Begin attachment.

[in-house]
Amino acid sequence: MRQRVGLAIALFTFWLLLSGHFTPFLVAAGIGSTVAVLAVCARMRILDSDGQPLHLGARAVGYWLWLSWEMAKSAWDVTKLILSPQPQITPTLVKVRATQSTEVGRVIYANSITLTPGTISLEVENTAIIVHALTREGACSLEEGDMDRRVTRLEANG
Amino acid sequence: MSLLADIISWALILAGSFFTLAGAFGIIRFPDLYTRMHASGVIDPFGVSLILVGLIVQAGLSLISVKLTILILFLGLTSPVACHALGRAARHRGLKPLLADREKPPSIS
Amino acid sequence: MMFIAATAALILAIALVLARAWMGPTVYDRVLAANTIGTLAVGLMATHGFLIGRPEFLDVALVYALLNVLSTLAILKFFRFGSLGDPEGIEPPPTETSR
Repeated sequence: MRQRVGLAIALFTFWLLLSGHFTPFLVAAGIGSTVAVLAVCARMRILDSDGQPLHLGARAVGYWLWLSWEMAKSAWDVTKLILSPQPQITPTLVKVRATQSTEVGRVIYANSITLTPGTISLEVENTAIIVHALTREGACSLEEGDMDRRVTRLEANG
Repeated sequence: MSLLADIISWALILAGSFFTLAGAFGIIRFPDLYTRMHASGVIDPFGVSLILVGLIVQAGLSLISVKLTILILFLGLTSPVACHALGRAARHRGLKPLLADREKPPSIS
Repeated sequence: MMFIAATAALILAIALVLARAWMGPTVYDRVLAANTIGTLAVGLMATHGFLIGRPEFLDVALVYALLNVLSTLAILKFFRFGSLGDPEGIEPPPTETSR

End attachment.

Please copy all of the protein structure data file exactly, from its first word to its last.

[in-house]
Amino acid sequence: MRQRVGLAIALFTFWLLLSGHFTPFLVAAGIGSTVAVLAVCARMRILDSDGQPLHLGARAVGYWLWLSWEMAKSAWDVTKLILSPQPQITPTLVKVRATQSTEVGRVIYANSITLTPGTISLEVENTAIIVHALTREGACSLEEGDMDRRVTRLEANG
Amino acid sequence: MSLLADIISWALILAGSFFTLAGAFGIIRFPDLYTRMHASGVIDPFGVSLILVGLIVQAGLSLISVKLTILILFLGLTSPVACHALGRAARHRGLKPLLADREKPPSIS
Amino acid sequence: MMFIAATAALILAIALVLARAWMGPTVYDRVLAANTIGTLAVGLMATHGFLIGRPEFLDVALVYALLNVLSTLAILKFFRFGSLGDPEGIEPPPTETSR
Repeated sequence: MRQRVGLAIALFTFWLLLSGHFTPFLVAAGIGSTVAVLAVCARMRILDSDGQPLHLGARAVGYWLWLSWEMAKSAWDVTKLILSPQPQITPTLVKVRATQSTEVGRVIYANSITLTPGTISLEVENTAIIVHALTREGACSLEEGDMDRRVTRLEANG
Repeated sequence: MSLLADIISWALILAGSFFTLAGAFGIIRFPDLYTRMHASGVIDPFGVSLILVGLIVQAGLSLISVKLTILILFLGLTSPVACHALGRAARHRGLKPLLADREKPPSIS
Repeated sequence: MMFIAATAALILAIALVLARAWMGPTVYDRVLAANTIGTLAVGLMATHGFLIGRPEFLDVALVYALLNVLSTLAILKFFRFGSLGDPEGIEPPPTETSR